Larry Siems (PEN), 212-334-1660 ext. 105
Judith Platt (AAP), 202-220-4551
Bernadette Murphy (ALA), 202-628-8410 ext. 236
Washington, D.C., August 1, 2005—Organizations representing booksellers, librarians, publishers and writers today praised improved reader privacy protections included in S. 1389 (the USA PATRIOT Improvement and Reauthorization Act of 2005). The Senate bill, which was passed by unanimous consent in the Senate on Friday, adds many of the safeguards for privacy of reading records that have been sought by the groups since the passage of the law in 2001, including tougher requirements for searching library and bookstore records under Section 215.
The book groups welcomed passage of S. 1389, a bill they say is much stronger than the House version, H.R. 3199, which passed on July 21. The House legislation, which like the Senate bill re-authorizes expiring sections of the PATRIOT Act, allows the FBI to search the bookstore and library records of anyone, including people who are not suspected of a crime, whenever they are "relevant" to a counter-terrorism or counter-espionage investigation. The Senate bill limits searches to the records that pertain to people who are suspected terrorists or spies and people who are in contact with them, reducing the danger that that the FBI will engage in fishing expeditions in bookstore and library records.
The Senate bill extends the section affecting bookstore and library records, Section 215, for only four years, while the House bill extends it 10 years. A shorter sunset ensures more oversight by Congress.
S. 1389 further strengthens key reader protections by allowing a bookseller, librarian, or anyone else who receives a search order under Section 215 to consult an attorney and to challenge the order in court. It requires an FBI agent to obtain written approval from the FBI Director or Deputy Director before applying for a Section 215 order for bookstore or library records. The legislation requires records sought to be described with “sufficient particularity” to allow them to be identified. The Justice Department would also have to report annually the number of bookstore and library searches it has conducted under Section 215.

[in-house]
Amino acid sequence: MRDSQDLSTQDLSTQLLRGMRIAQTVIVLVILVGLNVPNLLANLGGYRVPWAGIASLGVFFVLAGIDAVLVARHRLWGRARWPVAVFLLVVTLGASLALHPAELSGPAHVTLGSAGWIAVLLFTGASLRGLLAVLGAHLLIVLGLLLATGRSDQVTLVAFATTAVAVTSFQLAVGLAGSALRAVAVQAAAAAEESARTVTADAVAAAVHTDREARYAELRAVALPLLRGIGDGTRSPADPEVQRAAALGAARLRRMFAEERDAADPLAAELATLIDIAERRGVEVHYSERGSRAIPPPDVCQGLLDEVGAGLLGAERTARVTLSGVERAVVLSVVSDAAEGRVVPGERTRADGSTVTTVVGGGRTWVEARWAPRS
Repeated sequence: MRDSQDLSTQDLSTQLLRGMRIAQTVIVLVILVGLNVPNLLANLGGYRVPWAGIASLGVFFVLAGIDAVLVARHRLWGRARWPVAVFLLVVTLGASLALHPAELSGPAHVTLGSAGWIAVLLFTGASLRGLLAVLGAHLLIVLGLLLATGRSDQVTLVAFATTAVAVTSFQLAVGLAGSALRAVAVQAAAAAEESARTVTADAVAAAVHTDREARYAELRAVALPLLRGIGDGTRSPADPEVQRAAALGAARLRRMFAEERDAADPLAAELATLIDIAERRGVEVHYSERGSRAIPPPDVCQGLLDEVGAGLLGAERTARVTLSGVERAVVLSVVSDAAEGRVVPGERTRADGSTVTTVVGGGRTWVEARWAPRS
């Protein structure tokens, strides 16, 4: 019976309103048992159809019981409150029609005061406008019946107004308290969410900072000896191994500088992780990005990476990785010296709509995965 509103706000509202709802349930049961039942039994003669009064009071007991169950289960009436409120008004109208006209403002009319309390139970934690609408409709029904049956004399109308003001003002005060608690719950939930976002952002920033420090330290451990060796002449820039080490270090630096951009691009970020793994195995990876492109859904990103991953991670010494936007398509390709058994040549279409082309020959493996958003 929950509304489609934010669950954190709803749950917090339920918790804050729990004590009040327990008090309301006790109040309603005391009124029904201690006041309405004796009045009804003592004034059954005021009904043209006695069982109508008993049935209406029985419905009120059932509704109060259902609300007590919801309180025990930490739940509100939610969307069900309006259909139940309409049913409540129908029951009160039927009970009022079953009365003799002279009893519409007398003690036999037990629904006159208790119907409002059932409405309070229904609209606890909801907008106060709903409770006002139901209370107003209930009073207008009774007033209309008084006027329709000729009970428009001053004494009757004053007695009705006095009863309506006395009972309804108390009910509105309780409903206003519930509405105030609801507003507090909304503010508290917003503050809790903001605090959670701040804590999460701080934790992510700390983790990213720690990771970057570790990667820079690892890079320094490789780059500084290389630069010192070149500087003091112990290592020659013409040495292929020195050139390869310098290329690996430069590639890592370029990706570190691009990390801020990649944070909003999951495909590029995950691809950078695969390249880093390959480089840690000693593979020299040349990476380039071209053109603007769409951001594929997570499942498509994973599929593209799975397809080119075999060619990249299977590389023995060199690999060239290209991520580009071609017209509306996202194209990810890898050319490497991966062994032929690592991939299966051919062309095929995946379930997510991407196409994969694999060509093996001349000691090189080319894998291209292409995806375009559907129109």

“We are pleased that the Senate has unanimously consented to restore so many key reader privacy protections,” said Michael Gorman, President of the American Library Association. “We hope that the restorations of civil liberties made by the Senate will be preserved in the Conference Committee.”
“The Senate has taken a significant step toward satisfying our concerns about the PATRIOT Act,” Oren Teicher, the chief operating officer of the American Booksellers Association, said.
Pat Schroeder, President and CEO of the Association of American Publishers, said: "The Senate bill contains some very important safeguards for protecting library, bookstore and publisher records under Section 215-safeguards that we have been working to achieve for more than two years. We will continue to urge the Senate conferees to stand firm when the bill goes to House-Senate conference after Labor Day."
"The Senate has done what the full membership of the House was not allowed to do -- make sensible and critical improvements to search provisions of the PATRIOT Act, especially those that pertain to bookstore and library records," noted Larry Siems, Director of Freedom to Write and International Programs for PEN American Center. "These improvements come at no expense to national security, they are both sound and popular, and there is no reason they should not be part of the final legislation."